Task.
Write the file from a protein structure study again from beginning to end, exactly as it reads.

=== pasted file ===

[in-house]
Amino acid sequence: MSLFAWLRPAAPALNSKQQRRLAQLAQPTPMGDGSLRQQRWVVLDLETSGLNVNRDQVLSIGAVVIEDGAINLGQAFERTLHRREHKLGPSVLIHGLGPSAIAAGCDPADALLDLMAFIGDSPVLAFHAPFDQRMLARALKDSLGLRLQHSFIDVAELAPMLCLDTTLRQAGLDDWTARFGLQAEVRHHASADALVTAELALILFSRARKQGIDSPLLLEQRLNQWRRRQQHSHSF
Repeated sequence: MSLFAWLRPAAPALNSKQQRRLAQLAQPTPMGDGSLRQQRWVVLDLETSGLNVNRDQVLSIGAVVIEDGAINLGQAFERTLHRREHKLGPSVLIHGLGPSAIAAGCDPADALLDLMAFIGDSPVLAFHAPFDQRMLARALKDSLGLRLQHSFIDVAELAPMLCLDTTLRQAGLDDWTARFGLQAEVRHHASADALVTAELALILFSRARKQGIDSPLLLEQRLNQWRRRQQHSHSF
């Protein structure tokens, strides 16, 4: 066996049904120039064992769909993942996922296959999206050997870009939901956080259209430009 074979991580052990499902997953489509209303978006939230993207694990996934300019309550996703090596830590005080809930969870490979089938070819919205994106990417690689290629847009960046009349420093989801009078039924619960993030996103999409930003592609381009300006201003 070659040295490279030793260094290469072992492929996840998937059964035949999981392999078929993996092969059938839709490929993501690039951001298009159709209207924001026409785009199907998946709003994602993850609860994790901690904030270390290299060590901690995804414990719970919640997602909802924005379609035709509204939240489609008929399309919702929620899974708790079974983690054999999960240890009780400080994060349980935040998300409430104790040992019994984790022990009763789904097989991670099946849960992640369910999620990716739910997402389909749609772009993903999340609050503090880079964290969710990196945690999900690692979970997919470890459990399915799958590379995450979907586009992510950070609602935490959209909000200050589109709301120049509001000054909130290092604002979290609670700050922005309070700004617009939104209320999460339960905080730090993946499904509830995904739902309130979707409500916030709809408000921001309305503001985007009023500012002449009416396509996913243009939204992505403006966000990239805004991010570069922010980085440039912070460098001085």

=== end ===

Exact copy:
[in-house]
Amino acid sequence: MSLFAWLRPAAPALNSKQQRRLAQLAQPTPMGDGSLRQQRWVVLDLETSGLNVNRDQVLSIGAVVIEDGAINLGQAFERTLHRREHKLGPSVLIHGLGPSAIAAGCDPADALLDLMAFIGDSPVLAFHAPFDQRMLARALKDSLGLRLQHSFIDVAELAPMLCLDTTLRQAGLDDWTARFGLQAEVRHHASADALVTAELALILFSRARKQGIDSPLLLEQRLNQWRRRQQHSHSF
Repeated sequence: MSLFAWLRPAAPALNSKQQRRLAQLAQPTPMGDGSLRQQRWVVLDLETSGLNVNRDQVLSIGAVVIEDGAINLGQAFERTLHRREHKLGPSVLIHGLGPSAIAAGCDPADALLDLMAFIGDSPVLAFHAPFDQRMLARALKDSLGLRLQHSFIDVAELAPMLCLDTTLRQAGLDDWTARFGLQAEVRHHASADALVTAELALILFSRARKQGIDSPLLLEQRLNQWRRRQQHSHSF
């Protein structure tokens, strides 16, 4: 066996049904120039064992769909993942996922296959999206050997870009939901956080259209430009 074979991580052990499902997953489509209303978006939230993207694990996934300019309550996703090596830590005080809930969870490979089938070819919205994106990417690689290629847009960046009349420093989801009078039924619960993030996103999409930003592609381009300006201003 070659040295490279030793260094290469072992492929996840998937059964035949999981392999078929993996092969059938839709490929993501690039951001298009159709209207924001026409785009199907998946709003994602993850609860994790901690904030270390290299060590901690995804414990719970919640997602909802924005379609035709509204939240489609008929399309919702929620899974708790079974983690054999999960240890009780400080994060349980935040998300409430104790040992019994984790022990009763789904097989991670099946849960992640369910999620990716739910997402389909749609772009993903999340609050503090880079964290969710990196945690999900690692979970997919470890459990399915799958590379995450979907586009992510950070609602935490959209909000200050589109709301120049509001000054909130290092604002979290609670700050922005309070700004617009939104209320999460339960905080730090993946499904509830995904739902309130979707409500916030709809408000921001309305503001985007009023500012002449009416396509996913243009939204992505403006966000990239805004991010570069922010980085440039912070460098001085």